Tuesday, October 19, 2010

Capsule Review: Psycho (1960)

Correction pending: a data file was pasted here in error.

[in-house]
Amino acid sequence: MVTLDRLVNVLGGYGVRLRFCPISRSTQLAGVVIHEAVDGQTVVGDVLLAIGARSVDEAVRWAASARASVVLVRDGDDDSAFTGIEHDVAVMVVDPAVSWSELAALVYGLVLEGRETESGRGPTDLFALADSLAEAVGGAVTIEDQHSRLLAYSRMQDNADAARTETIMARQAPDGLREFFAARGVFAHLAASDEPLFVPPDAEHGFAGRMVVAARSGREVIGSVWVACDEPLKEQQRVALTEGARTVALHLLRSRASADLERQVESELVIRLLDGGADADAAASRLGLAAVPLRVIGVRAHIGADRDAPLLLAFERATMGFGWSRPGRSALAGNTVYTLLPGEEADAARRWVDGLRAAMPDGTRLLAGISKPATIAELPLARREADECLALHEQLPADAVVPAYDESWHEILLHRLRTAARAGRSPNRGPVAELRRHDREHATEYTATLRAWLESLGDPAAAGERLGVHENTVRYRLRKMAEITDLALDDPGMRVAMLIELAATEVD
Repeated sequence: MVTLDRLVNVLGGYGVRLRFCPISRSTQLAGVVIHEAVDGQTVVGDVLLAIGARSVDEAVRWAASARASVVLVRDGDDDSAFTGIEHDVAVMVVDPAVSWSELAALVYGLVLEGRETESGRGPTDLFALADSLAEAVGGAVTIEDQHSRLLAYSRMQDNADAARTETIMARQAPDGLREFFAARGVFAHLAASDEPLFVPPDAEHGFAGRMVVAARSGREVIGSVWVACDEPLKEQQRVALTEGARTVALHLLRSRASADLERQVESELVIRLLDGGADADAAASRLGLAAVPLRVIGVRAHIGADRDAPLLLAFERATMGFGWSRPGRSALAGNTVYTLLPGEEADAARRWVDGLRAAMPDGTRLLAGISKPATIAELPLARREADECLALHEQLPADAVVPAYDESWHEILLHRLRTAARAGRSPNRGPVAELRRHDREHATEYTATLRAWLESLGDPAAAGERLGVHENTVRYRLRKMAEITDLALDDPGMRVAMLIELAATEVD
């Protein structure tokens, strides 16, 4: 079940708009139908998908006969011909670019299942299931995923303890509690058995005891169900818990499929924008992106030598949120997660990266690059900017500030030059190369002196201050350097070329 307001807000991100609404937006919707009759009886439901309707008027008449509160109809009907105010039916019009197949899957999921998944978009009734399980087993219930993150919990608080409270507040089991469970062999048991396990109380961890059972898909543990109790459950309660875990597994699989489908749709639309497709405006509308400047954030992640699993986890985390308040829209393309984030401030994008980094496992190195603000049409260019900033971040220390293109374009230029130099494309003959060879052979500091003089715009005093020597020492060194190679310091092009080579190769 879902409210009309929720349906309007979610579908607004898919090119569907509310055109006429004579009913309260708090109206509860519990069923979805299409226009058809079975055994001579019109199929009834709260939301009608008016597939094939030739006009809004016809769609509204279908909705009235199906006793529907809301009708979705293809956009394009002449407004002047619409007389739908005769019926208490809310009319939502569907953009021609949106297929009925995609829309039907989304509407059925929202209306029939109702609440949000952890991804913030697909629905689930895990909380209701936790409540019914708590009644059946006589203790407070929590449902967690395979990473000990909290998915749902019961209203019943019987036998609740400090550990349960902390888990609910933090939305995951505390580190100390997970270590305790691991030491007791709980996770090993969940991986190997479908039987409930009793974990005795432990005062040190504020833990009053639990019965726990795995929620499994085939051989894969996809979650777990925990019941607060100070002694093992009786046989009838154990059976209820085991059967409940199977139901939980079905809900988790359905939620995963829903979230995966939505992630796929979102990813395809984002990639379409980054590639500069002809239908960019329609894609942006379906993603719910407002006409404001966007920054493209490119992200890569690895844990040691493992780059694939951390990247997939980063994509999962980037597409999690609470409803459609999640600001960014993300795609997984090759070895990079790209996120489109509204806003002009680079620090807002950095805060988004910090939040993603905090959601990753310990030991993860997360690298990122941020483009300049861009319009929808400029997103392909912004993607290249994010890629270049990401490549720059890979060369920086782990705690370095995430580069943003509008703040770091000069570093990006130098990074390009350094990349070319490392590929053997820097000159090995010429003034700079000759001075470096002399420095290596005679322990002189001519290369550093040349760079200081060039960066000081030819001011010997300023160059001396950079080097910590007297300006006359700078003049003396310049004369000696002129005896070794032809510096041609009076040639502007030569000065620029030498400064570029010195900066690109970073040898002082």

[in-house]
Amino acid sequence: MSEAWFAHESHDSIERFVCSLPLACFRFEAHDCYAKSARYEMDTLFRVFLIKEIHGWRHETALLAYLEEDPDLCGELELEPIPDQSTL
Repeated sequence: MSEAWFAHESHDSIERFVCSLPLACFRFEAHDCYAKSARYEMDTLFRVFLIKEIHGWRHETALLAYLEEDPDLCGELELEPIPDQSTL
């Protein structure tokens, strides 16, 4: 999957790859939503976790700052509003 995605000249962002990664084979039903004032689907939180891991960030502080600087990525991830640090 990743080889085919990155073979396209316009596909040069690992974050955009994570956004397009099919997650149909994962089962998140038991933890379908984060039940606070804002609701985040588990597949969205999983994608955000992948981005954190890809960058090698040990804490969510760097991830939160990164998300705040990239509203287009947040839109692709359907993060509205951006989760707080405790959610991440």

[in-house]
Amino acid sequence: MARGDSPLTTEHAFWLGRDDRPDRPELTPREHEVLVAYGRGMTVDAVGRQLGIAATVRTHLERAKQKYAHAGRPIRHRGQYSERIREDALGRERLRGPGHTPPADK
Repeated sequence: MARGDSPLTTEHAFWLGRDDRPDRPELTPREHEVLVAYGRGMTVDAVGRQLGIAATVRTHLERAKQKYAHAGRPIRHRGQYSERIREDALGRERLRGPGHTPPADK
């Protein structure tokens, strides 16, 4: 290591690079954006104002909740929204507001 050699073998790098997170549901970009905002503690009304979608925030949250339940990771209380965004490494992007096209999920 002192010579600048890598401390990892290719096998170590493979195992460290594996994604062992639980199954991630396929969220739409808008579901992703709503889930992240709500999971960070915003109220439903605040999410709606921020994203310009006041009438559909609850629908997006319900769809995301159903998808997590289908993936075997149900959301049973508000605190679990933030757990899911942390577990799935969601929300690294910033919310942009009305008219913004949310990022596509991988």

psycho-1-1024A film so crucial to the modern development of horror that it’s almost impossible to overstress its impact, Psycho’s shocking scenes may now be dulled by decades of imitation and parody, but for those who only know the key elements – the shower scene, Norman Bates, the shrieking Bernard Herrmann score, and the iconic Bates motel itself – there is still plenty left to enjoy. Hitchcock chose to film on the cheap, channelling William Castle with his memorably comic trailer and the gimmick of locking theater doors after the film stared, but his perfectionist style is still on display with a multitude of lovingly crafted scenes of terror. I recently took in a showing on the big screen and my wife – who had never seen the whole film, and isn’t a fan of the genre – still jumped several times during the screening. Sure, the psychiatrist scene at the end is completely superfluous and goes on forever, and not all of the performances are as great as Anthony Perkins legendary lead nutcase, but these are small complaints. Every giallo and slasher owe a big nod to Psycho. Bafflingly remade by Gus Van Sant in 1998.

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